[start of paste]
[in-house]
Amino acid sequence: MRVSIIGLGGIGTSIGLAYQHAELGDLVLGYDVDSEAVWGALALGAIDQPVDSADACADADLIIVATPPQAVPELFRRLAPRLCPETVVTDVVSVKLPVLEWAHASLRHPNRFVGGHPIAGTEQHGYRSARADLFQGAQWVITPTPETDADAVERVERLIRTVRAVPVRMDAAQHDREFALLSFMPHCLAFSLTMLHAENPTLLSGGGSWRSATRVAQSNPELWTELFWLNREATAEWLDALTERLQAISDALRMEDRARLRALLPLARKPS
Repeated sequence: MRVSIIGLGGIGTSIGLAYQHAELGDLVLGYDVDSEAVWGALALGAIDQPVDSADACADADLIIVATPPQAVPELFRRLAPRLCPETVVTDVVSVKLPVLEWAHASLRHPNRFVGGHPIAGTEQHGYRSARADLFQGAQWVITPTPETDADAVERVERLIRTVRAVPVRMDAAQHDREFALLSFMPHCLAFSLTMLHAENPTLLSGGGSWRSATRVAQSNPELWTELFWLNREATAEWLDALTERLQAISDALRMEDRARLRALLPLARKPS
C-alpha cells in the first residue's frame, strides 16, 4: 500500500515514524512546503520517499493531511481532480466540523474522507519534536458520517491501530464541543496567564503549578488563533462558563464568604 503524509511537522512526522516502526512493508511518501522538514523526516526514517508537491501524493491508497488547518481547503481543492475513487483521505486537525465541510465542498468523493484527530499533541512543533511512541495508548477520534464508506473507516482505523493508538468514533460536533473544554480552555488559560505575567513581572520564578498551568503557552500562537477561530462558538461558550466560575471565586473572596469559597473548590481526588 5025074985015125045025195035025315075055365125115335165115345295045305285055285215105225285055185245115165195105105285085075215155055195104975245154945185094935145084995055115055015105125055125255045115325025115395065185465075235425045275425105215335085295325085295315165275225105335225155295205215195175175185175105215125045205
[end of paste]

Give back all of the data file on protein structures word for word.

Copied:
[in-house]
Amino acid sequence: MRVSIIGLGGIGTSIGLAYQHAELGDLVLGYDVDSEAVWGALALGAIDQPVDSADACADADLIIVATPPQAVPELFRRLAPRLCPETVVTDVVSVKLPVLEWAHASLRHPNRFVGGHPIAGTEQHGYRSARADLFQGAQWVITPTPETDADAVERVERLIRTVRAVPVRMDAAQHDREFALLSFMPHCLAFSLTMLHAENPTLLSGGGSWRSATRVAQSNPELWTELFWLNREATAEWLDALTERLQAISDALRMEDRARLRALLPLARKPS
Repeated sequence: MRVSIIGLGGIGTSIGLAYQHAELGDLVLGYDVDSEAVWGALALGAIDQPVDSADACADADLIIVATPPQAVPELFRRLAPRLCPETVVTDVVSVKLPVLEWAHASLRHPNRFVGGHPIAGTEQHGYRSARADLFQGAQWVITPTPETDADAVERVERLIRTVRAVPVRMDAAQHDREFALLSFMPHCLAFSLTMLHAENPTLLSGGGSWRSATRVAQSNPELWTELFWLNREATAEWLDALTERLQAISDALRMEDRARLRALLPLARKPS
C-alpha cells in the first residue's frame, strides 16, 4: 500500500515514524512546503520517499493531511481532480466540523474522507519534536458520517491501530464541543496567564503549578488563533462558563464568604 503524509511537522512526522516502526512493508511518501522538514523526516526514517508537491501524493491508497488547518481547503481543492475513487483521505486537525465541510465542498468523493484527530499533541512543533511512541495508548477520534464508506473507516482505523493508538468514533460536533473544554480552555488559560505575567513581572520564578498551568503557552500562537477561530462558538461558550466560575471565586473572596469559597473548590481526588 5025074985015125045025195035025315075055365125115335165115345295045305285055285215105225285055185245115165195105105285085075215155055195104975245154945185094935145084995055115055015105125055125255045115325025115395065185465075235425045275425105215335085295325085295315165275225105335225155295205215195175175185175105215125045205